- An updated estimate of Germany’s gdp in the first quarter showed the economy shrinking by 0.3% over the previous three months. That means that Germany is technically in a recession, as the economy contracted by 0.5% in the fourth quarter of 2022.
- The European Union slapped a €1.2bn ($1.3bn) fine on Meta, the owner of Facebook, for breaching rules on the transfer of personal data from the eu to America. It is the biggest penalty imposed by the eu on a company for privacy violations. The decision gives Meta six months to stop processing data in America that it holds on eu citizens. Meta described the actions as “unjustified” and said it would appeal against the fine.
- China banned memory chips made by Micron, an American company, from being used in the country’s infrastructure development, a tit-for-tat move in response to America’s prohibition on Chinese technology. China claimed Micron’s chips “posed significant security risks”. America has reportedly asked South Korea to dissuade Samsung and sk Hynix, which make similar chips to Micron, from filling the gap in the Chinese market that will be left by Micron’s absence.
- TikTok filed a lawsuit against Montana for its decision to ban the social-media app, the first statewide prohibition of TikTok in America. The Chinese firm argues that the ban is unconstitutional, and that Montana’s claim that TikTok shares data with the Chinese government is based on “unfounded speculation”.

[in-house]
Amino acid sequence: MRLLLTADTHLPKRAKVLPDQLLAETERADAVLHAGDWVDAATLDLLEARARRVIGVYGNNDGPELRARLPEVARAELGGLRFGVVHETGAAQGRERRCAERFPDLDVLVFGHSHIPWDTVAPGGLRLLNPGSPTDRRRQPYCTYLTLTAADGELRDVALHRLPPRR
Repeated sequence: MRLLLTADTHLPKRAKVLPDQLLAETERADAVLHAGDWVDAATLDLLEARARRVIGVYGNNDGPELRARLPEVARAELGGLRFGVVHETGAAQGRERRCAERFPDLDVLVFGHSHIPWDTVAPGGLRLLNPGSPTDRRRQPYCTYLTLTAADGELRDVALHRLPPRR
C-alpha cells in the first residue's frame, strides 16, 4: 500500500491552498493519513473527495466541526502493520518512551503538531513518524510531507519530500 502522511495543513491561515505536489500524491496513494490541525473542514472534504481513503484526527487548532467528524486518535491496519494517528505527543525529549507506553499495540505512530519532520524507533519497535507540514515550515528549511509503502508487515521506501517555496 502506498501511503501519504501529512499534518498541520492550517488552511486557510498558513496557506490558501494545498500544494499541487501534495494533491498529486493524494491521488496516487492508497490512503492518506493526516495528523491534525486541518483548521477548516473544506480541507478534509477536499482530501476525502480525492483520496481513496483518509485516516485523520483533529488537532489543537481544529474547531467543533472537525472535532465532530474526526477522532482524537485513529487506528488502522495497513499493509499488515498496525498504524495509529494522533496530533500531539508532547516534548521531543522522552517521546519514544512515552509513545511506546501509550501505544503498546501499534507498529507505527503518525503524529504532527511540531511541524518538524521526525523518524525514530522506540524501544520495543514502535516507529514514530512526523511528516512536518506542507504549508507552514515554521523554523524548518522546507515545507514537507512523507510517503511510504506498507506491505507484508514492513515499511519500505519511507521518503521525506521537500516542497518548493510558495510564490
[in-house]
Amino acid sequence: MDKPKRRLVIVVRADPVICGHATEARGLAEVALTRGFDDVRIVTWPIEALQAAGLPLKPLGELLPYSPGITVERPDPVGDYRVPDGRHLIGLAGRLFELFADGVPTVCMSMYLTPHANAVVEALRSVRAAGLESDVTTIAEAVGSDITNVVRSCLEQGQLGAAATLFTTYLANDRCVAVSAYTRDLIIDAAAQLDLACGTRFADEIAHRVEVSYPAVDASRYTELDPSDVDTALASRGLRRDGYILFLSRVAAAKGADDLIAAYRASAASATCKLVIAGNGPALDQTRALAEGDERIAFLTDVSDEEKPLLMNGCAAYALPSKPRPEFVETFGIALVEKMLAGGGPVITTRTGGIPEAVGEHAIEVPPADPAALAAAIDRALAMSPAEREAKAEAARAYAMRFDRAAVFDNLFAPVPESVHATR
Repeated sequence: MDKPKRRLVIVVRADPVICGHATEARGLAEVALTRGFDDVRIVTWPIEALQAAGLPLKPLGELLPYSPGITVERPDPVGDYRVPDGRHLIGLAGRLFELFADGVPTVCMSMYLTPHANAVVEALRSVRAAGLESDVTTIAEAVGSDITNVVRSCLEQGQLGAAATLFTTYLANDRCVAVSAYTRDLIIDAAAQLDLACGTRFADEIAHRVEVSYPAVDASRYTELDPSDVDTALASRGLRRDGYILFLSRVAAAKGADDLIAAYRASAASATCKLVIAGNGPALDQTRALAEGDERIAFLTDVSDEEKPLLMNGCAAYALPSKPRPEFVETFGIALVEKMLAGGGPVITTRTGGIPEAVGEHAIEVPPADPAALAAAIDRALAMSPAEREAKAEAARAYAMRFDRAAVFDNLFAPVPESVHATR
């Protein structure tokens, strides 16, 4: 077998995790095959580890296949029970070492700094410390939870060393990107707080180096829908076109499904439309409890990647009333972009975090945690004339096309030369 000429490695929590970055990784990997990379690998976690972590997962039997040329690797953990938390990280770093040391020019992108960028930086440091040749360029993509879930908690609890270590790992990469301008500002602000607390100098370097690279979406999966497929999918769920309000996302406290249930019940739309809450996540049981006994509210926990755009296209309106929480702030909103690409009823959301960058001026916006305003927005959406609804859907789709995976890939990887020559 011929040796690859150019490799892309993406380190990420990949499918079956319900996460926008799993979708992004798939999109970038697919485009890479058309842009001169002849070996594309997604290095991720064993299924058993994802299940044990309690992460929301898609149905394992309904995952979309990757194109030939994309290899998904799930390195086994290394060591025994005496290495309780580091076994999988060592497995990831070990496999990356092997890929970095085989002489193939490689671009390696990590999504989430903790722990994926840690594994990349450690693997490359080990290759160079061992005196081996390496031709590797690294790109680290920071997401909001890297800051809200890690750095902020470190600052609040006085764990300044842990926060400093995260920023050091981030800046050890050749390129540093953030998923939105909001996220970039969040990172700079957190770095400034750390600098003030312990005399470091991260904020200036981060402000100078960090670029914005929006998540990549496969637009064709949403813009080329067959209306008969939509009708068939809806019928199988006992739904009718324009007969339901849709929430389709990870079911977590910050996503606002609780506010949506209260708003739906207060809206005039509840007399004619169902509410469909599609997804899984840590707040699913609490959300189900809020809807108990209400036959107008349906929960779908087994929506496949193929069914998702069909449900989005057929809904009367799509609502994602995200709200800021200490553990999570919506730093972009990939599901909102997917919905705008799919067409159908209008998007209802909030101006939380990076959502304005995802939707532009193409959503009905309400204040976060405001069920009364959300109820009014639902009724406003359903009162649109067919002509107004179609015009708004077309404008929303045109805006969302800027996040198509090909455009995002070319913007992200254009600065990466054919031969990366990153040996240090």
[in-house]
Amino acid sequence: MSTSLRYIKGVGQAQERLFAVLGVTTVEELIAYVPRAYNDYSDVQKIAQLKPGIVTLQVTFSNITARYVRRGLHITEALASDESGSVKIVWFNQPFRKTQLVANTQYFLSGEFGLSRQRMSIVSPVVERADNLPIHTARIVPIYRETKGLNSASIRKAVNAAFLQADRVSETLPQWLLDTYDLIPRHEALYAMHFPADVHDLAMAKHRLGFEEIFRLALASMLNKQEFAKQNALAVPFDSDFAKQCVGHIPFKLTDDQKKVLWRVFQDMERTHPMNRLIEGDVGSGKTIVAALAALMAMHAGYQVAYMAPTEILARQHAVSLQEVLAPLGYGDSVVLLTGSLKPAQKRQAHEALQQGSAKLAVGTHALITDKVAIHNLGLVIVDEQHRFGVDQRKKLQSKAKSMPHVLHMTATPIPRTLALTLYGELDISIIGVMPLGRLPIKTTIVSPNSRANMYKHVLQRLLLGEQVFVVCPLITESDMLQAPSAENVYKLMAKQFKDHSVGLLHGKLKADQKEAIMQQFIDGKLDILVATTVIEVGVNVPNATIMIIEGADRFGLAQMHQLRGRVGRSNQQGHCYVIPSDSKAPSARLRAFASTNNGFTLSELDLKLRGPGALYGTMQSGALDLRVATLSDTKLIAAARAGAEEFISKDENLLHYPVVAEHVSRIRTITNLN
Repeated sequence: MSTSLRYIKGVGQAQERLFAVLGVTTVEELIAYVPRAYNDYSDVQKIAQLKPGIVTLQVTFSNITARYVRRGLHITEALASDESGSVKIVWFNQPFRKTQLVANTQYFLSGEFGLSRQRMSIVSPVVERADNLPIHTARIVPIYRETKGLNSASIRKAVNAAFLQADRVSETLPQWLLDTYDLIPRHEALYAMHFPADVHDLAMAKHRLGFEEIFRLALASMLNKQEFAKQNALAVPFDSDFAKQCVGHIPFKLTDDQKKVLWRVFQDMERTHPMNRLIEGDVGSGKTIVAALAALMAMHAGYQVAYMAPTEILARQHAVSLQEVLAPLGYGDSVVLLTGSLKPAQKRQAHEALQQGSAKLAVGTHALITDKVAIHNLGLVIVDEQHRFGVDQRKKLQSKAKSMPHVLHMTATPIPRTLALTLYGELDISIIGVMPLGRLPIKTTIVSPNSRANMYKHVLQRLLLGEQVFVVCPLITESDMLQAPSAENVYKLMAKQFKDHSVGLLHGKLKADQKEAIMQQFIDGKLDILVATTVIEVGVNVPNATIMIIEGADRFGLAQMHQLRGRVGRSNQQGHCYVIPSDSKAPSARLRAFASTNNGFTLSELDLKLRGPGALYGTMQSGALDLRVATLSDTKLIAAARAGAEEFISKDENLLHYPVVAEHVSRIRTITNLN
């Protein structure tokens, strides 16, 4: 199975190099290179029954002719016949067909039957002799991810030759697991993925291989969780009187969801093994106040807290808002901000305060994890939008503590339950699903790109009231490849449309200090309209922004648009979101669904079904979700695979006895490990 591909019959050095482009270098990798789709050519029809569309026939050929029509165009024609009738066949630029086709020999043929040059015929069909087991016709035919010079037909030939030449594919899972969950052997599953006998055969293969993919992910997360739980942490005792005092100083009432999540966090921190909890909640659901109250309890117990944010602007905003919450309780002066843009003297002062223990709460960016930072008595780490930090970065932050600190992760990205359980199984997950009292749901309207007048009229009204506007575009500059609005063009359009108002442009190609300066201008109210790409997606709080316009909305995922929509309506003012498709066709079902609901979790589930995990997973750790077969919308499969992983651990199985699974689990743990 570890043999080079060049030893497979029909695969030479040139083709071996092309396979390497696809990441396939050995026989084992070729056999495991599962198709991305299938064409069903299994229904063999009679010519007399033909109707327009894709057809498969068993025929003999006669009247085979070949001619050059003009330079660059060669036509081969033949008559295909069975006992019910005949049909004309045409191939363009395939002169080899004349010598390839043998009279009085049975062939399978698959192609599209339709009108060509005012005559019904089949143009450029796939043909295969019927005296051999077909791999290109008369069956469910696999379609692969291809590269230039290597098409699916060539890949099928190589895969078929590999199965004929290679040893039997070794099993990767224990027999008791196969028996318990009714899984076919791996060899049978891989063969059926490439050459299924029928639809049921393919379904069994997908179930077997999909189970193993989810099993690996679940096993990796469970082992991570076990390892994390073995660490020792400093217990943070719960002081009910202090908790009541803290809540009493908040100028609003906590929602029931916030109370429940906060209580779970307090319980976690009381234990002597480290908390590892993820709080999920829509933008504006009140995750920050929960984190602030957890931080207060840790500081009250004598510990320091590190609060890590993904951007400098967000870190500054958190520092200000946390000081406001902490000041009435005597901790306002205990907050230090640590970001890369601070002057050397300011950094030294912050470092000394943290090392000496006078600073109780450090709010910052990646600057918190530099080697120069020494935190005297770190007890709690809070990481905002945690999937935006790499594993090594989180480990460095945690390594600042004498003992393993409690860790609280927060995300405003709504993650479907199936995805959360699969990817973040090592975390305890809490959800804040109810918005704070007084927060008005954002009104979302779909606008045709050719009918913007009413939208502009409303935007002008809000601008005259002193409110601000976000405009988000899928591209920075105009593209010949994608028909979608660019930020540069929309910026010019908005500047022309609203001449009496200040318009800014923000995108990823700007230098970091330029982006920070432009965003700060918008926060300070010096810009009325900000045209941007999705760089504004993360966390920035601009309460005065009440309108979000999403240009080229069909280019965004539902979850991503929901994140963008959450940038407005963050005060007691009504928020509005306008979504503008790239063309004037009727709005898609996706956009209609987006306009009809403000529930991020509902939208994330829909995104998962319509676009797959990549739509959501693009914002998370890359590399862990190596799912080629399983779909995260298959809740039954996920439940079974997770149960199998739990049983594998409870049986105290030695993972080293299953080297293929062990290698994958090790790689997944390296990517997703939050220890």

- Apple announced an agreement in which Broadcom, a big American maker of semiconductors, will supply 5G components for the iPhone. Sensitive to claims that it relies on China for the assembly of its devices, Tim Cook, Apple’s chief executive, said that all “of Apple’s products depend on technology engineered and built here” in the United States.
- China overtook Japan as the world’s biggest exporter of cars in the first quarter, mostly because of its expanding production of electric vehicles. China exported more than 1m vehicles in total during the three months, compared with Japan’s 950,000.
Lady Luck smiles again
- There was more evidence that Macau’s gambling industry is on the rebound from covid and a crackdown on betting by the authorities. Galaxy Entertainment, which owns hotels and casinos in the Chinese territory, said its net revenues were 72% higher in the first quarter than a year earlier. Other resort operators have reported similar results. Macau’s casinos are now focused on catering to ordinary punters, rather than the high rollers who attracted the ire of officials.
- Citigroup abandoned plans to find a buyer for Banamex, a bank chain in Mexico that it bought in 2001, and will instead spin off the business in an IPO, probably in 2025.
- Shell’s annual general meeting was seriously disrupted by climate-change protesters. Led by green investors, 20% of the shareholders present rejected the company’s energy-transition plan, claiming its timetable for reducing fossil-fuel production is too slow.
- Facing what it described as “volatile circumstances”, Target removed some products related to lgbt pride from its stores. The retailer said that in some cases customers have confronted staff over the merchandise. The pride range includes books aimed at young children with titles such as “I’m Not a Girl” and “The Pronoun Book”.
- Virgin Orbit was wound down, less than two months after filing for bankruptcy protection. A sale of the rocket-launch company’s assets fetched just $36m, around 1% of the $3.7bn it was valued at when it floated on the Nasdaq stock exchange in 2021.
- Netflix began its long-trailed crackdown on sharing passwords. The streaming giant sent emails to subscribers in 100 countries reminding them that only one household can watch Netflix on a single account. Viewers will get prompts when they tune in; those who share passwords outside the household will be booted off. The decision to get tough now has nothing to do with the company’s PR naming Arnold Schwarzenegger as a new “chief action officer”.
скачать журнал: The Economist - 27 мая 2023